If you’re like most people, you believe that STDs could never happen to you. But the reality is that they may. There are thousands of new cases every year, and those people, like you, believed in not catching a STD. When you’re planning on having sex with someone, you should talk to him or her about STDs before you jump into bed. If you’re like most people, shy and not sure how to bring this subject up, here’s some help.
The first thing you want to do is get familiar with STDs, or in the case that you yourself are infected already, come to terms with your disease. Research the symptoms, treatments and causes of the STDs. You’ll feel more comfortable knowing that you can have a conversation on a topic you’re at ease with.
Secondly, you need to figure out what you expect to get out of this dialog with your partner. You can’t tell if someone has or has had a STD just by looking at them or by learning their sexual history. You probably want for both of you to agree on using condoms or other forms of protection and get tested. If, by chance, your partner leaves you just because you dared to open this conversation, then clearly you’re better off, and your partner isn’t someone that you should be with anyway.
Thirdly, you want to plan your conversation. Do a few run-throughs on how you’ll bring it up. Practice what you’ll say either with a trustworthy friend or in the mirror. Remember to stay calm and maintain a composed tone; you’re trying to have an exchange of information not to accuse anyone. Keep in mind that this should be a personal, private moment, where you two would be sharing things about each other, in the aim of bringing you closer together.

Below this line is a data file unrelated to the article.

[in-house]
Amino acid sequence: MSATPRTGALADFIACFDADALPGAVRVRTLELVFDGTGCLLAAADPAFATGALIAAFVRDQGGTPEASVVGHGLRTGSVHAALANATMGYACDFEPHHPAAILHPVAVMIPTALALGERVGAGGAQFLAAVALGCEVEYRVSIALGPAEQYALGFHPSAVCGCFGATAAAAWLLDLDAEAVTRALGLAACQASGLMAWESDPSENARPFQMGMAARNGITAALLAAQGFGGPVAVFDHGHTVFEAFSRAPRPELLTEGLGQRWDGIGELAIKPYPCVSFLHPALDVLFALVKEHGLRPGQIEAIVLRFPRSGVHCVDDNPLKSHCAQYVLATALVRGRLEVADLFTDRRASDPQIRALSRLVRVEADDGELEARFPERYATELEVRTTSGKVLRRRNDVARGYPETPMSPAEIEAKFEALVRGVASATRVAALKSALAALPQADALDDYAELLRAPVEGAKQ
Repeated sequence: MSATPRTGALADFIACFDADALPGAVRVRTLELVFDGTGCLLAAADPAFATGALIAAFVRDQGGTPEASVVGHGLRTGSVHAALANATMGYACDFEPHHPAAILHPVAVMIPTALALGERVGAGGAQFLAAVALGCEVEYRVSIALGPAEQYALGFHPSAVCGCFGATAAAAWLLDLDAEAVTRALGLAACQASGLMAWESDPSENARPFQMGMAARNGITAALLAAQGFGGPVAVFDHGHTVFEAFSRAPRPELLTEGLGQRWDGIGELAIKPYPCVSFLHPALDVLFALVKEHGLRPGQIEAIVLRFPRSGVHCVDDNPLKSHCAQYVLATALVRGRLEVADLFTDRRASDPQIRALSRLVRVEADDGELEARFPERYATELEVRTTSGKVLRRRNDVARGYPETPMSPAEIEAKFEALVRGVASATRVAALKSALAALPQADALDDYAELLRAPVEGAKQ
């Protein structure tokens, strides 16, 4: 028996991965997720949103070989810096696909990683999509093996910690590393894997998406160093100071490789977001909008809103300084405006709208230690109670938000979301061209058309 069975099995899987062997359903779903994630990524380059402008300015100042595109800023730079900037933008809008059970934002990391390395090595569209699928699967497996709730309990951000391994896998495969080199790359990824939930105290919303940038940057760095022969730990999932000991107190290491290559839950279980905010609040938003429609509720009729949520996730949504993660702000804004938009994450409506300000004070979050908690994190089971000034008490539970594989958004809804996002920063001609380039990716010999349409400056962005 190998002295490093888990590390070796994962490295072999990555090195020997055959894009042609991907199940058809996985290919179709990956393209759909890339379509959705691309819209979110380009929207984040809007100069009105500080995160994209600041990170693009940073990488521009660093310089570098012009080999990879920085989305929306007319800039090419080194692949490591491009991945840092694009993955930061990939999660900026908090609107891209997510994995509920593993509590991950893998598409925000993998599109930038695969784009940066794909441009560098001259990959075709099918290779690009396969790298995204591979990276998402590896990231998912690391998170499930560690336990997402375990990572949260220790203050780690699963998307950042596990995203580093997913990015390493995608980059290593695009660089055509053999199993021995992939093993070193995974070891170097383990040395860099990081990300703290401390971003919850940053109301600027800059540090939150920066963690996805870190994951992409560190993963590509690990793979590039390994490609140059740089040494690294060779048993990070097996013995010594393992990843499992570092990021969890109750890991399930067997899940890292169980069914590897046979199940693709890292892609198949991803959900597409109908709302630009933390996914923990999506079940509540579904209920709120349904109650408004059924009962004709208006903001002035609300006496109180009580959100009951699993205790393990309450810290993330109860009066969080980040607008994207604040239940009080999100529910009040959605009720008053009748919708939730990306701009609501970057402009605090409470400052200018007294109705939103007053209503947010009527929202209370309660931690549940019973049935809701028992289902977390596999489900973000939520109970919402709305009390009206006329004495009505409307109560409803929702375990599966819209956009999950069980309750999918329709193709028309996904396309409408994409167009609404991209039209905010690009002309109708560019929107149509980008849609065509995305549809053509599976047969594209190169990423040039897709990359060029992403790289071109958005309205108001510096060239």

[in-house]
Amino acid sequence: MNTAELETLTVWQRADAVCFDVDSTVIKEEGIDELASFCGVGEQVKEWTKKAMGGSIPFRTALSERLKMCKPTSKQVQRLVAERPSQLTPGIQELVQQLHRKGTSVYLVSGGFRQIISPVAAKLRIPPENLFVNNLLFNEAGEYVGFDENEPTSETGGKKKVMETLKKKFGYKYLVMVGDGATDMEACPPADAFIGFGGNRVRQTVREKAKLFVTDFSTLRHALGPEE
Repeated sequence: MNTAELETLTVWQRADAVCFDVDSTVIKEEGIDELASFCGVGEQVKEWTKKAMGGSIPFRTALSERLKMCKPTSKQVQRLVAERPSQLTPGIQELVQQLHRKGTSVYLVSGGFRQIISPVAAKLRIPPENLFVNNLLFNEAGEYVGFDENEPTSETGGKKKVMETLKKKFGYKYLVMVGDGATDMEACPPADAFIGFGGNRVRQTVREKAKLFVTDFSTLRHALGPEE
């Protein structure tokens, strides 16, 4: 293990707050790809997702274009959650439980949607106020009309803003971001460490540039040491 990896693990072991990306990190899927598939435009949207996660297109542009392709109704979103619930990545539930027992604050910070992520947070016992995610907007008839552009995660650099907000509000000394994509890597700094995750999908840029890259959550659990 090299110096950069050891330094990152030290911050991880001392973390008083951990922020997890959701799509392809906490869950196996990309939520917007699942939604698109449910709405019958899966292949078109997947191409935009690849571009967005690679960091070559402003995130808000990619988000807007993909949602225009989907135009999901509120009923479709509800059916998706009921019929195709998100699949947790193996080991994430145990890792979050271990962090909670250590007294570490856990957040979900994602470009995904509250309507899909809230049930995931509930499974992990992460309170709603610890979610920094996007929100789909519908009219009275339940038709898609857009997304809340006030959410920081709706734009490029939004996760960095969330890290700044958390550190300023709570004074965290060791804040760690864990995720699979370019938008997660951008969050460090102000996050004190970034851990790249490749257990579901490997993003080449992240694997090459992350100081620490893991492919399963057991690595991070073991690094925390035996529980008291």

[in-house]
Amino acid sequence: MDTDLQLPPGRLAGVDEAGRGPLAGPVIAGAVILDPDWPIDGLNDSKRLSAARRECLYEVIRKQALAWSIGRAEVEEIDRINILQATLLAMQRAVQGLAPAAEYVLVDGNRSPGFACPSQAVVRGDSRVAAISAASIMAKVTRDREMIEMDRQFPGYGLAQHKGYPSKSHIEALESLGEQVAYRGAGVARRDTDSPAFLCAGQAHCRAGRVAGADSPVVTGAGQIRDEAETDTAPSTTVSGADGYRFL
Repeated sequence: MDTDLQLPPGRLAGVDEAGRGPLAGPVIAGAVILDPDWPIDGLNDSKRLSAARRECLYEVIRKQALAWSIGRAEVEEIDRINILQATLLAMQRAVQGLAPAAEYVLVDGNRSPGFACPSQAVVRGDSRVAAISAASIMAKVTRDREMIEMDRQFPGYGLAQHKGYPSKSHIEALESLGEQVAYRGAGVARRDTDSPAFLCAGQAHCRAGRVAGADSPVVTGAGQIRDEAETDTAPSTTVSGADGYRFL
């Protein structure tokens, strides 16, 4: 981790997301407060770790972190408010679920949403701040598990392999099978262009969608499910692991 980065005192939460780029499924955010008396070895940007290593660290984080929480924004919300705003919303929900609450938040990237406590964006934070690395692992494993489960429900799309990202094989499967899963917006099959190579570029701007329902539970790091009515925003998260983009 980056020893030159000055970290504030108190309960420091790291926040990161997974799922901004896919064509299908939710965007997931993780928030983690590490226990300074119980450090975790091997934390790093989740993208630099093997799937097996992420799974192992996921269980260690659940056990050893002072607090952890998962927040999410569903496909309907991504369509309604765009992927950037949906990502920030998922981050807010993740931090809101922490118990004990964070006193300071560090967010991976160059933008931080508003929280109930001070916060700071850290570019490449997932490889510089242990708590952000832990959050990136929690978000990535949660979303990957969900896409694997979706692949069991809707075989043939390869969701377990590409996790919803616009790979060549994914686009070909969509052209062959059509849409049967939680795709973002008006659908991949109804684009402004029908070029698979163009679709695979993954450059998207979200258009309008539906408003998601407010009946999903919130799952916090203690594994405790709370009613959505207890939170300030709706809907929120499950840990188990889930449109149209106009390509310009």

Once you’re ready, pick a time to have this discussion. You should choose the moment well before you have sex and definitely not in the heat of the moment. Choosing the wrong time, for example when you’re already in bed, may have negative repercussions. You need to have a clear mind, and not end up saying things that you would both regret later.
Next you want to actually start the conversation, as a matter of fact and very calmly. You should wait tolerantly and see how your partner responds. The aim of the dialog should be to both agree on the usage of condoms and getting yourselves tested.
It’s normal to feel anxious about having this talk. To make yourself feel better you could discuss STDs with your doctor. This way you’d get a better understanding of the diseases, their spread, symptoms and treatments. You could also consider this your rehearsal talk.
Having the STD chat can be uncomfortable at first, but it’s less painful than realizing you have a STD after you have had sex, or discovering that you gave one to your partner. It’s also a fantastic way to acquire more information about your partner and test your relationship.